Avoiding risk factors and increasing protective factors may
help prevent cancer.
Avoiding cancer risk factors
may help prevent
certain cancers. Risk factors include smoking, being overweight, and not getting enough exercise. Increasing protective factors
such as quitting smoking, eating a healthy diet
, and exercising may also help prevent some cancers. Talk to your doctor or other health care professional about how you might lower your risk of cancer.
The following are risk factors for ovarian cancer:Family history of ovarian cancer
A woman whose mother or sister had ovarian cancer
has an increased risk of ovarian cancer. A woman with two or more relatives with ovarian cancer also has an increased risk of ovarian cancer.
The risk of ovarian cancer is increased in women who have inherited
certain changes in the BRCA1
, or other genes
The risk of ovarian cancer is also increased in women who have certain inherited syndromes
Hormone replacement therapy
The use of estrogen
-only hormone replacement therapy
(HRT) after menopause
is linked to a slightly increased risk of
ovarian cancer in women who are taking HRT or have taken HRT within the past 3 years. The risk of ovarian cancer increases the longer a woman uses estrogen-only HRT. When hormone therapy is stopped, the risk of ovarian cancer decreases over time.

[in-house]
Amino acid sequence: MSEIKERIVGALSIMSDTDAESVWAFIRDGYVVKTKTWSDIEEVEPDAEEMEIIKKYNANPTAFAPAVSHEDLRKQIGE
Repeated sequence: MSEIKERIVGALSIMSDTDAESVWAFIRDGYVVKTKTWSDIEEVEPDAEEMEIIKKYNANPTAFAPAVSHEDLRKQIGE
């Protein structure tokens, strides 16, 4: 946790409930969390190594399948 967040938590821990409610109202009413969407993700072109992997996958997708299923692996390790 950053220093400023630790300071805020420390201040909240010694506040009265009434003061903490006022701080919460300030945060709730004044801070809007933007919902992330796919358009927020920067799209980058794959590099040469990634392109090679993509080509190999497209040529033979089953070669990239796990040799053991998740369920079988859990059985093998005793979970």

It is not clear whether there is an increased risk of ovarian cancer with the use of HRT that has both estrogen and progestin
The use of talc
may cause a small increase in the risk of ovarian cancer. Talcum powder dusted on the perineum
(the area between the vagina
and the anus
) may reach the ovaries
by entering the vagina.
Weight and height
Being overweight or obese
during the teenage years, and gaining 40 or more pounds during adulthood is linked to an increased risk of ovarian cancer. Being obese is linked to an increased risk of death from ovarian cancer. Being tall (5'8" or taller) may also be linked to a slight increase in the risk of ovarian cancer.
The following are protective factors for ovarian cancer:Oral contraceptives
Taking oral contraceptives
(â€œthe pillâ€) lowers the risk of ovarian
cancer. The longer oral contraceptives are used, the lower the risk may
be. The decrease in risk may last up to 30 years after a woman has stopped taking oral
Taking oral contraceptives increases the risk of blood clots
. This risk is higher in women who also smoke.
Breastfeeding is linked to a decreased risk of ovarian cancer. The longer a woman breastfeeds, the lower her risk of ovarian cancer.
Some women who have a high risk of ovarian cancer may choose to have a risk-reducing salpingo-oophorectomy
(surgery to remove the fallopian tubes and ovaries when there are no signs of cancer). This includes women who have inherited certain changes in the BRCA1
genes or have an inherited syndrome. (See the Risk-reducing salpingo-oophorectomy
section in the PDQ
health professional summary on Genetics of Breast and Gynecologic Cancers
for more information.)